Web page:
Bank of America (BAC - Get Report) posted stronger-than-expected third quarter earnings Wednesday as revenues from its investment banking business, as well as a modest increase in net interest income, drove bottom line gains.
Bank of America said earnings for the three months ending in September came in at 51 cents per share, down 24% from the same period last year but 5 cents ahead of the Street consensus forecast. Group revenues, Bank of America said, were modestly higher than last year at $22.8 billion once interest expenses were stripped out, a tall that largely matched analysts' forecasts.
Net interest income, a key measure of bank profitability, rose just over 1% to $12.187 billion, the bank said, while revenues from its equities division rose 13% to $1.1 billion. Investment banking fees, Bank of America said, rose 27% to $1.5 billion. Consumer banking revenues, by far the larger portion of the lender's top line, rose 3% to $9.7 billion.
"Our teammates delivered another strong quarter of earnings and returns for shareholders. In a moderately growing economy, we focused on driving those things that are controllable," said CEO Brian Moynihan. "We made continued strong investments in our capabilities to serve customers, more relationship management teammates, more and refurbished branches and offices, and more digital capabilities, all while core expenses are flat."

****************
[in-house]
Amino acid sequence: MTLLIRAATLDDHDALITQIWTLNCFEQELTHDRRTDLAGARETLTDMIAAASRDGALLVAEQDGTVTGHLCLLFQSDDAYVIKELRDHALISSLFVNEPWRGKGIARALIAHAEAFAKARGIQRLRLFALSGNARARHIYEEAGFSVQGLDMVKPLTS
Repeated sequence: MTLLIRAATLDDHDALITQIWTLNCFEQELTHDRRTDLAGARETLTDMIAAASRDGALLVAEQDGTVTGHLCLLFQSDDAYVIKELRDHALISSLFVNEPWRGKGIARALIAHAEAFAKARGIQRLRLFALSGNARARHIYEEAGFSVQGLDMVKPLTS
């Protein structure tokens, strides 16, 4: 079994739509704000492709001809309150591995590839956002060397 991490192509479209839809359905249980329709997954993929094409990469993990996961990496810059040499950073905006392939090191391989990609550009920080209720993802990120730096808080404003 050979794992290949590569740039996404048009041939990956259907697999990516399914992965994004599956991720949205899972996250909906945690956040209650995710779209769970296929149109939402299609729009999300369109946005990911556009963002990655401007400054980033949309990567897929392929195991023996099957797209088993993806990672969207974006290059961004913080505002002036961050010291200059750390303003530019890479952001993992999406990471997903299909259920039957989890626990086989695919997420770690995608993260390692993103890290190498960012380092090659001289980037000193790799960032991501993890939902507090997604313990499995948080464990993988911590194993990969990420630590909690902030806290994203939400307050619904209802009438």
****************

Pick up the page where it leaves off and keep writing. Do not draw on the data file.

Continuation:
"Our client activity, the expansion of our client base, and our ability to gain market share across most of our businesses in the quarter, all reflect responsible growth," he added.
Bank of America shares were marked 2.72% higher following the earnings release to trade at $30.55 each, a move that would extend the stock's year-to-date gain to around 23.6%.
Bank of America shares were further supported by news late Tuesday that Warren Buffett's Berkshire Hathaway (BRK.A - Get Report) is seeking permission from the U.S. Federal Reserve to increase its stake in the bank to more than 10%.
"Berkshire routinely assesses market conditions and may decide to purchase additional shares of common stock of Bank of America based on its evaluation of the investment opportunity presented by such purchases," it told the Fed Tuesday. ""Berkshire anticipates that any such purchases would be on the open market at prevailing market prices."